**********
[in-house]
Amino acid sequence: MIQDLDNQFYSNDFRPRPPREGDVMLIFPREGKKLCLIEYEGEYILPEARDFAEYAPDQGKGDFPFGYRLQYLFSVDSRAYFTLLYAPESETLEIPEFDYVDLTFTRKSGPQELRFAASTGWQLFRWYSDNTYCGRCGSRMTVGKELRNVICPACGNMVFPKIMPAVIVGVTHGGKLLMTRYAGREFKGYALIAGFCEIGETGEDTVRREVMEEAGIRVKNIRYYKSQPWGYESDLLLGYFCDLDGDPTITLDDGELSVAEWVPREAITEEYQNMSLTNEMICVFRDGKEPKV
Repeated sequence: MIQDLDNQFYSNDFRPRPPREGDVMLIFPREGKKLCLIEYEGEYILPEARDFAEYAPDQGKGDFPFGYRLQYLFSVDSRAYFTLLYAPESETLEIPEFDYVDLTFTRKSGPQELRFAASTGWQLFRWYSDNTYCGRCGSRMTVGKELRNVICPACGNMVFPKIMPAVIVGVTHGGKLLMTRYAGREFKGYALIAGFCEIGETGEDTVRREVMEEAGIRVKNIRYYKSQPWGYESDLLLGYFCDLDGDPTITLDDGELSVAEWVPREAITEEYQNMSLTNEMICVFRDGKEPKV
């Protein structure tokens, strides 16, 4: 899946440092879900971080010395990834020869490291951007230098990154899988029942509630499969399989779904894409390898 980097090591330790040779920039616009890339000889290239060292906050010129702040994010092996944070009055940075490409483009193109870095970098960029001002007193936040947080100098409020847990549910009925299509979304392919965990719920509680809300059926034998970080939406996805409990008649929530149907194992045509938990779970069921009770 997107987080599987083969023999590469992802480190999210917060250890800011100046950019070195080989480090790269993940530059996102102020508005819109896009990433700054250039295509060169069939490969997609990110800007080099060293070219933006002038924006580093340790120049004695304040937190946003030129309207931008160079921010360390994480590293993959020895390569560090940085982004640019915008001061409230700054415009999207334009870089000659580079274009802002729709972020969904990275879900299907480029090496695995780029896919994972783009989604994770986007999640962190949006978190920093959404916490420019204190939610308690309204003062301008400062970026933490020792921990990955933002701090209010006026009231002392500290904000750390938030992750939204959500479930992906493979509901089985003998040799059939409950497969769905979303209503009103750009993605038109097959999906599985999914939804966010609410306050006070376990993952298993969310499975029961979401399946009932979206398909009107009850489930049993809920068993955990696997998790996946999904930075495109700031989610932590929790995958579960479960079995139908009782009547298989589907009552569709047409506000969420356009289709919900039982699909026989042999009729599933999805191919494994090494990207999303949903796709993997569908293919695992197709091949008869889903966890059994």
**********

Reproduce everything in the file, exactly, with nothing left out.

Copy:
[in-house]
Amino acid sequence: MIQDLDNQFYSNDFRPRPPREGDVMLIFPREGKKLCLIEYEGEYILPEARDFAEYAPDQGKGDFPFGYRLQYLFSVDSRAYFTLLYAPESETLEIPEFDYVDLTFTRKSGPQELRFAASTGWQLFRWYSDNTYCGRCGSRMTVGKELRNVICPACGNMVFPKIMPAVIVGVTHGGKLLMTRYAGREFKGYALIAGFCEIGETGEDTVRREVMEEAGIRVKNIRYYKSQPWGYESDLLLGYFCDLDGDPTITLDDGELSVAEWVPREAITEEYQNMSLTNEMICVFRDGKEPKV
Repeated sequence: MIQDLDNQFYSNDFRPRPPREGDVMLIFPREGKKLCLIEYEGEYILPEARDFAEYAPDQGKGDFPFGYRLQYLFSVDSRAYFTLLYAPESETLEIPEFDYVDLTFTRKSGPQELRFAASTGWQLFRWYSDNTYCGRCGSRMTVGKELRNVICPACGNMVFPKIMPAVIVGVTHGGKLLMTRYAGREFKGYALIAGFCEIGETGEDTVRREVMEEAGIRVKNIRYYKSQPWGYESDLLLGYFCDLDGDPTITLDDGELSVAEWVPREAITEEYQNMSLTNEMICVFRDGKEPKV
């Protein structure tokens, strides 16, 4: 899946440092879900971080010395990834020869490291951007230098990154899988029942509630499969399989779904894409390898 980097090591330790040779920039616009890339000889290239060292906050010129702040994010092996944070009055940075490409483009193109870095970098960029001002007193936040947080100098409020847990549910009925299509979304392919965990719920509680809300059926034998970080939406996805409990008649929530149907194992045509938990779970069921009770 997107987080599987083969023999590469992802480190999210917060250890800011100046950019070195080989480090790269993940530059996102102020508005819109896009990433700054250039295509060169069939490969997609990110800007080099060293070219933006002038924006580093340790120049004695304040937190946003030129309207931008160079921010360390994480590293993959020895390569560090940085982004640019915008001061409230700054415009999207334009870089000659580079274009802002729709972020969904990275879900299907480029090496695995780029896919994972783009989604994770986007999640962190949006978190920093959404916490420019204190939610308690309204003062301008400062970026933490020792921990990955933002701090209010006026009231002392500290904000750390938030992750939204959500479930992906493979509901089985003998040799059939409950497969769905979303209503009103750009993605038109097959999906599985999914939804966010609410306050006070376990993952298993969310499975029961979401399946009932979206398909009107009850489930049993809920068993955990696997998790996946999904930075495109700031989610932590929790995958579960479960079995139908009782009547298989589907009552569709047409506000969420356009289709919900039982699909026989042999009729599933999805191919494994090494990207999303949903796709993997569908293919695992197709091949008869889903966890059994």